Spies in Disguise

Spies in Disguise does for the spy genre what The Incredibles did for the superhero genre. The movie isn't on that level quality-wise, although it does show that animation can be used to tackle complex subject matter typically reserved for live-action. Technology has allowed these films to take on greater scope, so that a story about a secret agent who turns into a bird can still have elaborate action sequences on a James Bond-ian level. That makes it fun to watch for animation fans of all ages.

Will Smith provides the voice of Lance Sterling, a world-renowned super-spy. After being set up to take the blame for the theft of a powerful drone, he looks for a way to elude the government agents seeking to bring him in. For help, Lance turns to scientist pal Walter Beckett (Tom Holland). He ends up accidentally drinking a potion Walter has been working on, and is promptly turned into a pigeon. In his new bird-like form, he has to clear his name, while also foiling the real culprit, a heinous villain named Killian (Ben Mendelsohn).

The action scenes in Spies in Disguise are quite impressive. They're designed with just as much over-the-top enthusiasm as any 007 picture. There are car chases, thrilling “stunts,” and imaginatively-conceived fights. Of course, with the hero being a bird, sequences like these have a certain tongue-in-cheek (tongue-in-beak?) spin. Nevertheless, they do generate excitement. One of the best such moments finds Lance, in pigeon form, doing battle with a Sumo wrestler-sized arms dealer. It's funny, yet tense because we recognize the absurd disparity in the size of the combatants.

The idea of a man turning into a pigeon is silly. That said, the film makes it work by fully embracing that silliness. Bird puns and jokes are everywhere, starting with the title -- Spies in Disguise, spies in da skies. Get it? There are gags about pigeons having a wide range of vision, as when Lance tells Walter, “I can see my butt and your face at the same time.” You even get a killer cloaca reference. (And if you don't know what a cloaca is, by all means Google that.) Rather than going for groaners, the movie comes up with jokes that are smart and clever. Pigeons are annoying, Spies in Disguise knows it, and a surprising amount of hilarity ensues.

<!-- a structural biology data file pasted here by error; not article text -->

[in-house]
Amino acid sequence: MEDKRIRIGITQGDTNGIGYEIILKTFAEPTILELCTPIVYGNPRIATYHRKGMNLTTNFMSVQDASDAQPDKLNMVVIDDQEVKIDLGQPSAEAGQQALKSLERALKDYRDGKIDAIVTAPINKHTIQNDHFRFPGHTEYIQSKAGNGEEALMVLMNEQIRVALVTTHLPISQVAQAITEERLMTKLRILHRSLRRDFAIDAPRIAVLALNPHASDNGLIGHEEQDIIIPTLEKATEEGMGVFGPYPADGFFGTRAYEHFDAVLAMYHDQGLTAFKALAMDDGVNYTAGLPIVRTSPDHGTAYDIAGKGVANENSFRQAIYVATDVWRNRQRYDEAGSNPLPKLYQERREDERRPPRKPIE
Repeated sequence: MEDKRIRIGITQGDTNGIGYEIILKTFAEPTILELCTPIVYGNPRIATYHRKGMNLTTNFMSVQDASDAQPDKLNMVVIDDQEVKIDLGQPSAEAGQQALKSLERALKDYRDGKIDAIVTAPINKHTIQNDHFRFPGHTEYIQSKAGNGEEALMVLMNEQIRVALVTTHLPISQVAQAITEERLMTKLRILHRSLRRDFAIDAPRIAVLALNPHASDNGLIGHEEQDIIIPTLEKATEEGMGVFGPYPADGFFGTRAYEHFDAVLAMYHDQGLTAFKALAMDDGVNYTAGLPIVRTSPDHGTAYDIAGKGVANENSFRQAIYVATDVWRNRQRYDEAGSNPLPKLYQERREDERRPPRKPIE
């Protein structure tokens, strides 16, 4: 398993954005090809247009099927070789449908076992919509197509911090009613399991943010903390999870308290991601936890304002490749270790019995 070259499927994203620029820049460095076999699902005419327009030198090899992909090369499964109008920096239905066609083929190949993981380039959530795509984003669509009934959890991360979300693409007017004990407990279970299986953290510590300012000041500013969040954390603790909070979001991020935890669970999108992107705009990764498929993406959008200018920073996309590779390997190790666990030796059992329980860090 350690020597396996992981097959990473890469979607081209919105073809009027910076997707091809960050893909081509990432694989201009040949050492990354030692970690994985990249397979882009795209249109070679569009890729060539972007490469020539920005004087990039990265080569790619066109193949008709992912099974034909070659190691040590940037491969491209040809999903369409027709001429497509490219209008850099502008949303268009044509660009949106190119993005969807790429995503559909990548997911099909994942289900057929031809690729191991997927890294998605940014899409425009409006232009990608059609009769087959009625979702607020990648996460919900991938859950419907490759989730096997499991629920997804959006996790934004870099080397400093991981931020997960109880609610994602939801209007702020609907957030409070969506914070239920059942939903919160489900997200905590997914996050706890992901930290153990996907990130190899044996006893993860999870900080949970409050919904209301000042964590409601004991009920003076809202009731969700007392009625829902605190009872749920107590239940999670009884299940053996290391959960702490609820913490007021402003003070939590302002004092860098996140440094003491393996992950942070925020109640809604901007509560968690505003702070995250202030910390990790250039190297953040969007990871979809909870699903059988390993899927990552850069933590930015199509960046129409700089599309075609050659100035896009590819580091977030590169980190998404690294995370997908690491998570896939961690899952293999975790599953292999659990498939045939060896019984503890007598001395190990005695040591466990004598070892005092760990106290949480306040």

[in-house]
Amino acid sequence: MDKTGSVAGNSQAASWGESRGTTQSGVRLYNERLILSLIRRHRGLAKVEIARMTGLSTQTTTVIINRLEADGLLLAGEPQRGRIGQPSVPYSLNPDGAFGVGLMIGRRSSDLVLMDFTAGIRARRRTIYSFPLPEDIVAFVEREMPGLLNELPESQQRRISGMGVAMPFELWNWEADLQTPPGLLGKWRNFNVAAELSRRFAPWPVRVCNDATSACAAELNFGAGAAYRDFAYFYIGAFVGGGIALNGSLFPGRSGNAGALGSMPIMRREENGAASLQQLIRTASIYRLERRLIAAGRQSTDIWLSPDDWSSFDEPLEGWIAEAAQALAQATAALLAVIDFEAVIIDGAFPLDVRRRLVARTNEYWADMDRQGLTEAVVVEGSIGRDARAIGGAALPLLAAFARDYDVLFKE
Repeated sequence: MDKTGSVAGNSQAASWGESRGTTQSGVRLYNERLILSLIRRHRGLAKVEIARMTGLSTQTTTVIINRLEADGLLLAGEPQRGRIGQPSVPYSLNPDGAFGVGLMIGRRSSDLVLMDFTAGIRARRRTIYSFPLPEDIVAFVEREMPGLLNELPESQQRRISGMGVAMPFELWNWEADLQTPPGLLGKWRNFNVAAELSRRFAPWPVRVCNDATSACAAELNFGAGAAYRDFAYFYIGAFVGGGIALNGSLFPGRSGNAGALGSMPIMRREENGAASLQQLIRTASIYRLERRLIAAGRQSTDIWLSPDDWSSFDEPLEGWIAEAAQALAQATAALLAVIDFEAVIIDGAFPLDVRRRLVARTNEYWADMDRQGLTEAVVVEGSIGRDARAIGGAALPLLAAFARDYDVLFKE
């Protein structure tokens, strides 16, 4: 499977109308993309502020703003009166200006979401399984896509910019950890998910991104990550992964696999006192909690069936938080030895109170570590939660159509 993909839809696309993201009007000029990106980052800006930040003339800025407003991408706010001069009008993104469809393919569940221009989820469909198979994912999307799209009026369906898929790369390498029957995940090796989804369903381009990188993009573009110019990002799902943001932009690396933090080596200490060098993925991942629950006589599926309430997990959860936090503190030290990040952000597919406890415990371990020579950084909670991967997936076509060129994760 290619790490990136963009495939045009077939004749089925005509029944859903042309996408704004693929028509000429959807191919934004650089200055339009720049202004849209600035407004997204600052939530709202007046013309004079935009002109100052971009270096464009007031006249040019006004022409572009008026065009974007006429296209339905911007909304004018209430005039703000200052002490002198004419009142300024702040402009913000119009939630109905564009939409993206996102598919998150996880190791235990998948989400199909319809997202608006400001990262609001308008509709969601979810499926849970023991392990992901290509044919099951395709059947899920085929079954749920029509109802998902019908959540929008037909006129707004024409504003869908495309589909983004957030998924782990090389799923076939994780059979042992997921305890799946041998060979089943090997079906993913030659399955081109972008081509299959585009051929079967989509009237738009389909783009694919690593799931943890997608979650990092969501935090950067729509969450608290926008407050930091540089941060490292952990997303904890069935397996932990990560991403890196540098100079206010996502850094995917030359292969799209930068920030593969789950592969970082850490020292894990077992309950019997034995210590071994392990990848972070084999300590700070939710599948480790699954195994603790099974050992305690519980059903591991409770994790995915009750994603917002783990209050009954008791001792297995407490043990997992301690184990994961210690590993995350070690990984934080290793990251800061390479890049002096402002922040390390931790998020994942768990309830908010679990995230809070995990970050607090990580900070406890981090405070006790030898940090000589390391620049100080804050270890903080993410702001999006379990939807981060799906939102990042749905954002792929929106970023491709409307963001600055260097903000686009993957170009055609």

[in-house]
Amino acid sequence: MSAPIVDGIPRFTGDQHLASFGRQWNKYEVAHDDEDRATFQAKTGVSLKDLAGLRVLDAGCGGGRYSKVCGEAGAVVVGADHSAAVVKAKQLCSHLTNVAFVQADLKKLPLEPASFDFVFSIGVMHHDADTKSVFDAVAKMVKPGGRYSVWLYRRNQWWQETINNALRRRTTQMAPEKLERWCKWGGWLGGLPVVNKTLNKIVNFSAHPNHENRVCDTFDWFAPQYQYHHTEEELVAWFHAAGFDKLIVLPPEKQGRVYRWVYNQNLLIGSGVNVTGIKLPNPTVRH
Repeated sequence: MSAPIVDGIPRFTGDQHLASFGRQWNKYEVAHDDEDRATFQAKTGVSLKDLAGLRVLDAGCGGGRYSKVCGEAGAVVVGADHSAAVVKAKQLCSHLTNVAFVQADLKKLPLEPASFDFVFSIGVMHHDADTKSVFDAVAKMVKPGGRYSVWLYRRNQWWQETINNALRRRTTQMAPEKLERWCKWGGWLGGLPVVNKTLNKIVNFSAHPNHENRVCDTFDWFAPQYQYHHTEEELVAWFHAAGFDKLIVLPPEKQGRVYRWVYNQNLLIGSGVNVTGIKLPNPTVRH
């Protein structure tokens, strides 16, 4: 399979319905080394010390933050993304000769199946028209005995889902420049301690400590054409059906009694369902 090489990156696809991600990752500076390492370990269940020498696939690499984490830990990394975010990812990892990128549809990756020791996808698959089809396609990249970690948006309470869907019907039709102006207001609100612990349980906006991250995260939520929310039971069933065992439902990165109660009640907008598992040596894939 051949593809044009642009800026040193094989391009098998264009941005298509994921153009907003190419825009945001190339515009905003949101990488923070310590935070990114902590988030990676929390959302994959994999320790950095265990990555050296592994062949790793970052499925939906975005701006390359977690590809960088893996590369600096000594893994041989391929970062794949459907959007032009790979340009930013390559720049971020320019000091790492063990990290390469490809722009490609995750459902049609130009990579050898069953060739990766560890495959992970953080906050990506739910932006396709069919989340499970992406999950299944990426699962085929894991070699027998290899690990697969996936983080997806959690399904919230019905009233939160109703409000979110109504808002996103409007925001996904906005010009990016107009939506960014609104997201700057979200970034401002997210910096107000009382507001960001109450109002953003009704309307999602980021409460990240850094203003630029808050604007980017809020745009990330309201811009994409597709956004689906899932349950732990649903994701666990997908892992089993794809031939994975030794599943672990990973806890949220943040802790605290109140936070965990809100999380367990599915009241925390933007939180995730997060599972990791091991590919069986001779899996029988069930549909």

Visually, the animation has all the beauty and detail viewers have come to expect from Blue Sky Studios, the company behind Ice Age, Rio, and The Peanuts Movie. The finale is particularly well-done, incorporating shots that make you feel as though you're flying through the air with the characters. Blasts of color – for reasons that won't be spoiled here -- factor in, leading to an eye-popping experience.

The plot of Spies in Disguise is admittedly thin, and the film lacks the depth of character that makes the best animated features so special. Strong voice work, beautiful animation, and an abundance of laugh-inducing jokes keep it afloat. If you want a decent family film that everyone can have a good time at, here's one that fits the bill nicely.


out of four

Spies in Disguise is rated PG for action, violence, and rude humor. The running time is 1 hour and 41 minutes.